Release notes here.
Holy guacamole am I excited about this one. Buckle up, because this is going to be a long post. I’m going to post a video in a separate update later tonight, too.
Let’s start with the “boring” but important: looooads of bugs have been squashed in this one. Most if not all of the carnage wrought by the performance overhauls of the last few versions has been smoothed out. Plus a variety of longstanding issues. There are still bugs to hunt for sure, but it’s finally a net-positive compared to the last two weeks. I’m really excited about that.
Badger spent a lot of time reworking both how the AI initially defends its planets, and how it chooses to do reinforcements… and a few things relating to offensive waves, as well. The net result is that the AI planets really feel a lot more like they did in Classic, which makes me very happy.
Oh, quasi-related, the AI targeting (your units and theirs) is better yet again. They won’t get caught up with metal harvesters forever anymore, etc. And so many bugs fixed that were causing them to go the wrong place or chase the wrong thing, etc.
Map Generation Stuff!
Badger also made several new map variants for clusters, and made it so that you can finally choose how many planets your galaxy contains. The default is still 80 at the moment… but in general I’m leaning towards raising that in the future, and making the minimum planet count and maximum planet count higher than they were in the first game.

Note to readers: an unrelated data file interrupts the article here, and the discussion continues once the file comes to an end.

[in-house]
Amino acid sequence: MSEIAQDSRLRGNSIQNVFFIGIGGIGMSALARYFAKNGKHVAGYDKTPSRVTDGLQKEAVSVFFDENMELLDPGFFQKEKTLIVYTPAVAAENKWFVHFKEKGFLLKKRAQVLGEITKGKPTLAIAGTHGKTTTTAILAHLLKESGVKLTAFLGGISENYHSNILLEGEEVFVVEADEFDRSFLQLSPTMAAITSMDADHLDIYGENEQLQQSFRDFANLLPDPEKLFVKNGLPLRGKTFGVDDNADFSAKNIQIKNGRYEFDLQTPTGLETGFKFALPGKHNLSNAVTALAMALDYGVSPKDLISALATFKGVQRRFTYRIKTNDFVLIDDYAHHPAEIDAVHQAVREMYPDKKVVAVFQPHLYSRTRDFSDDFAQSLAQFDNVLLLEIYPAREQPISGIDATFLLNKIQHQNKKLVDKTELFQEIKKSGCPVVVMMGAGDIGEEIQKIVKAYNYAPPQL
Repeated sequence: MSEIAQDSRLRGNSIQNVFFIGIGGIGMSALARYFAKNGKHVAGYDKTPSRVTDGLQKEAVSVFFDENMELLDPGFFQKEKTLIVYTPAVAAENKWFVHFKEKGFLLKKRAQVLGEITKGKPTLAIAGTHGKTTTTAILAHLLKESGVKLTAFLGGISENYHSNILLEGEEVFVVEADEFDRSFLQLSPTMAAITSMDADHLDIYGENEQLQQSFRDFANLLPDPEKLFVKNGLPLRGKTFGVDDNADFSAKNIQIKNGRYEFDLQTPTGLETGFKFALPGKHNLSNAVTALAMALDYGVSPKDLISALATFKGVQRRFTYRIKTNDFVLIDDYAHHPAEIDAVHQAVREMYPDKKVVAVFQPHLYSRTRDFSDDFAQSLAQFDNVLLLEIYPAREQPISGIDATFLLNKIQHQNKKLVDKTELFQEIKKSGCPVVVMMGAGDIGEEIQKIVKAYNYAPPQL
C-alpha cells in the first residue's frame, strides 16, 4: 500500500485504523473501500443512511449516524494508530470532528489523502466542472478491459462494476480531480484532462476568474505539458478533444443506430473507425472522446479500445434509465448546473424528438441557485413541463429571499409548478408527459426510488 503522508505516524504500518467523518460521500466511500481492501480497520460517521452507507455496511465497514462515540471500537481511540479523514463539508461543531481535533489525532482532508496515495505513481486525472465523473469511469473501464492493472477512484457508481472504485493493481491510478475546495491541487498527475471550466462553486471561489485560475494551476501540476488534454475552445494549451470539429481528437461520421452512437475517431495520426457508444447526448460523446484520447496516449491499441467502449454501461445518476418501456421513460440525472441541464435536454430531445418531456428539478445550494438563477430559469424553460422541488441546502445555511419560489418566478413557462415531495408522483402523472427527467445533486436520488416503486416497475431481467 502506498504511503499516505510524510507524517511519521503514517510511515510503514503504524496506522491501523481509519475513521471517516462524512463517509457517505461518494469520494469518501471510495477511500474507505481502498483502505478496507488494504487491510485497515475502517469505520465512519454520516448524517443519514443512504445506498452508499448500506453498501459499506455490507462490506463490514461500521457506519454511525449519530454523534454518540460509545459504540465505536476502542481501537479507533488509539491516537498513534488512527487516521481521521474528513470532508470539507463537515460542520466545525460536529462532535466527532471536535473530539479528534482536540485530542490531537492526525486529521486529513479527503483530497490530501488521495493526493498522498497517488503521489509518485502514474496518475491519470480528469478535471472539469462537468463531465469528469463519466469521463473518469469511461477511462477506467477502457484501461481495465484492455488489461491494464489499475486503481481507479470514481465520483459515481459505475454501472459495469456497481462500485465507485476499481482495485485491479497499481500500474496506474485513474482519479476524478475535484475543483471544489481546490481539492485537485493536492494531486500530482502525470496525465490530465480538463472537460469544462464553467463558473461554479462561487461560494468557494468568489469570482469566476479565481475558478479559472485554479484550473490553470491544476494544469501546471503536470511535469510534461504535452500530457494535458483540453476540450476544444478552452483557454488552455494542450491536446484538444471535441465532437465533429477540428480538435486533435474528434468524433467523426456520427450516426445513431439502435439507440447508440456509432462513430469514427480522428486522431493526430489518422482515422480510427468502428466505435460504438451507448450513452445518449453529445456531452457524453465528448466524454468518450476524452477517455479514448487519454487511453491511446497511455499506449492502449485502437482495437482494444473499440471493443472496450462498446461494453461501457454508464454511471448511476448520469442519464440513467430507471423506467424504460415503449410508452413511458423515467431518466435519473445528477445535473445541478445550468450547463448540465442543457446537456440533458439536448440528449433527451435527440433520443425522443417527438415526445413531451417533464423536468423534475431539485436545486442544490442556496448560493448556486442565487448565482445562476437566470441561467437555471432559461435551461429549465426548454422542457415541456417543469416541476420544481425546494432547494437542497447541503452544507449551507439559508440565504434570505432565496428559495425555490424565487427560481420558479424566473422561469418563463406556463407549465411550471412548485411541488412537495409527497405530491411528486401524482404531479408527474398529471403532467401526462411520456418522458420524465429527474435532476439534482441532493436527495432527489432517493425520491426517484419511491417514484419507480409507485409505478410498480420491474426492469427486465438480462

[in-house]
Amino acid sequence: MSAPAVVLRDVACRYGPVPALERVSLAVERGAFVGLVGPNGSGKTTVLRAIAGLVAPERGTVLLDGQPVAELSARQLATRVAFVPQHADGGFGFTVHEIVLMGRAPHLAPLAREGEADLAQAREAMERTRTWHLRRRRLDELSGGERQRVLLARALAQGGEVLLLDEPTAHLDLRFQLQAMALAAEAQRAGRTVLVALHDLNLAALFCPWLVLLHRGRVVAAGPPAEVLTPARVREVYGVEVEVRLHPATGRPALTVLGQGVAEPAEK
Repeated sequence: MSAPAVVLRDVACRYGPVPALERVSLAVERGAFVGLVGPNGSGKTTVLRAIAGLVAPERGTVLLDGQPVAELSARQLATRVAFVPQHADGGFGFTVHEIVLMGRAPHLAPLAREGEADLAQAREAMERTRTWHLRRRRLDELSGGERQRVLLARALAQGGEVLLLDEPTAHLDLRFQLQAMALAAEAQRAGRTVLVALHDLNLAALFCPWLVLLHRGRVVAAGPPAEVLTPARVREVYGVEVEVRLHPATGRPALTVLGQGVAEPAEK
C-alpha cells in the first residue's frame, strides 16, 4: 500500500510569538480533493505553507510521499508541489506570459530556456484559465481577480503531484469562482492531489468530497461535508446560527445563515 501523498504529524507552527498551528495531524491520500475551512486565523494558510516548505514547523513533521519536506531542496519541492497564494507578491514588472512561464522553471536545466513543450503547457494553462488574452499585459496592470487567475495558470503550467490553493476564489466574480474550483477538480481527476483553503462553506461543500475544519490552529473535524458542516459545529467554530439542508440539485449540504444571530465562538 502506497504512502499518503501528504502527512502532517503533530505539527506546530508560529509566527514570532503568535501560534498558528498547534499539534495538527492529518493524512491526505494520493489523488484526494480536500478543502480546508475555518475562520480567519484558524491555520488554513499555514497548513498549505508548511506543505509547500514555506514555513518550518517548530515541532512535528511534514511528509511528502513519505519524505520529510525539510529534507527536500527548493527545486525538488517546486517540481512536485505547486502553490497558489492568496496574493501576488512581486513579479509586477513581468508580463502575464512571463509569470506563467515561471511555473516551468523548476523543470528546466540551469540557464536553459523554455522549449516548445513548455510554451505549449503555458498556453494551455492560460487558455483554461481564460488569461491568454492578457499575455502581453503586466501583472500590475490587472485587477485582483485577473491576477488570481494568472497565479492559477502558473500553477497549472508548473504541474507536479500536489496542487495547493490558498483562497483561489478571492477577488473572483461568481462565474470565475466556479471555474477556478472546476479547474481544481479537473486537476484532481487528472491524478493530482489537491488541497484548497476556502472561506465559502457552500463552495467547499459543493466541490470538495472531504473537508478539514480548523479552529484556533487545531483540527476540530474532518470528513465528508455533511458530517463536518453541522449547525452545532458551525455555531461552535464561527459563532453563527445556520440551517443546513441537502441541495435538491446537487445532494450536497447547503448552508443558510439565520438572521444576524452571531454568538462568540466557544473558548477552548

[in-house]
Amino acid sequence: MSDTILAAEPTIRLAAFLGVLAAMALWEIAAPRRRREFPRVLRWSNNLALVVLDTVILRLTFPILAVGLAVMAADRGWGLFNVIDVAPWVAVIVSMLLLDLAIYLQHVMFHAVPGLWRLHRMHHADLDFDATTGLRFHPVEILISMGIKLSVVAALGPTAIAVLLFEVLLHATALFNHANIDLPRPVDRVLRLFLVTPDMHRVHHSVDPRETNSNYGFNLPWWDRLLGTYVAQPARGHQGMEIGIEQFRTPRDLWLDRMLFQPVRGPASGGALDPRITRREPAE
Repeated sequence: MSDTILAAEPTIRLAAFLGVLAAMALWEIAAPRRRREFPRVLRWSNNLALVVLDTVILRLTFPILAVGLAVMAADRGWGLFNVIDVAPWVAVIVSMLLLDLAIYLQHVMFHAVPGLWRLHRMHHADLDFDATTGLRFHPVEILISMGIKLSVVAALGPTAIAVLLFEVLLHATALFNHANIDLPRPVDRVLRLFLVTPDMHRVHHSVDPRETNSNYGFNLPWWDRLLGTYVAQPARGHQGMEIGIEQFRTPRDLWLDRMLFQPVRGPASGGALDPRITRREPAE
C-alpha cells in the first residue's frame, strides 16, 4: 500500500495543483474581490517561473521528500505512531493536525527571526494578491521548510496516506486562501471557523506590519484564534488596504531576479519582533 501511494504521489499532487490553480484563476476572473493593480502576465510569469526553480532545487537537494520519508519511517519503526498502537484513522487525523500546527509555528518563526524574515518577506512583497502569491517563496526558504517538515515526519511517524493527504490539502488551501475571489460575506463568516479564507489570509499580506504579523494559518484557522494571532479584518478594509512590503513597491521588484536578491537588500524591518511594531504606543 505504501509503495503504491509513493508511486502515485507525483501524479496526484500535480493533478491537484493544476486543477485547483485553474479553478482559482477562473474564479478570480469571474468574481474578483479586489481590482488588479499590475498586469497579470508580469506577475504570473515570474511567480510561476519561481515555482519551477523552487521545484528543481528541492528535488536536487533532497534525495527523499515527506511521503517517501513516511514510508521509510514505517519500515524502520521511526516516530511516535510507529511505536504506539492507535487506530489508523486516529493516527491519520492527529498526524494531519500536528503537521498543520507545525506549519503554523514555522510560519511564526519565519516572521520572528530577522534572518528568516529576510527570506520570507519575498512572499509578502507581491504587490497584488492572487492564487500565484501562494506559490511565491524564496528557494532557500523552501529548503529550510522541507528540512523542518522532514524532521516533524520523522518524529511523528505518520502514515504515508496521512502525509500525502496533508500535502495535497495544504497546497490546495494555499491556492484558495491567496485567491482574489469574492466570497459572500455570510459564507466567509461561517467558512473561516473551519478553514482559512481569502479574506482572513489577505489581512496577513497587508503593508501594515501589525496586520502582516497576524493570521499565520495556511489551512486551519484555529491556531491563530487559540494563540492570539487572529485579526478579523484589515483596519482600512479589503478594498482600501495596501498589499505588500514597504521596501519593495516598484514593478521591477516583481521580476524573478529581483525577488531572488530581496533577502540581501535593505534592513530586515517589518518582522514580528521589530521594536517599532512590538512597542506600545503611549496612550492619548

More planets does not equal more CPU load for us, most of the time; assuming the same number of units in both scenarios, having twice the planets would actually be a quarter of the load in a lot of cases (many bits of work have a squared cost to them based on unit counts at a single planet). Given that we’d of course have more units if we had more planets, we could still do something like 50% more units in the galaxy but at only half the cost of what a smaller galaxy would be; something to that effect. Anyhow, that’s all just xml data at this point, so it’s easy to change later.
Quality of Life Improvements!
You no longer need to build hackers or science labs to deal with those resources on your own planets — your command stations now gather those resources, too. You still need those units if you want to gather resources on planets you don’t control, and to do hacks on AI planets. But you no longer need to shuffle around those guys in the basic areas.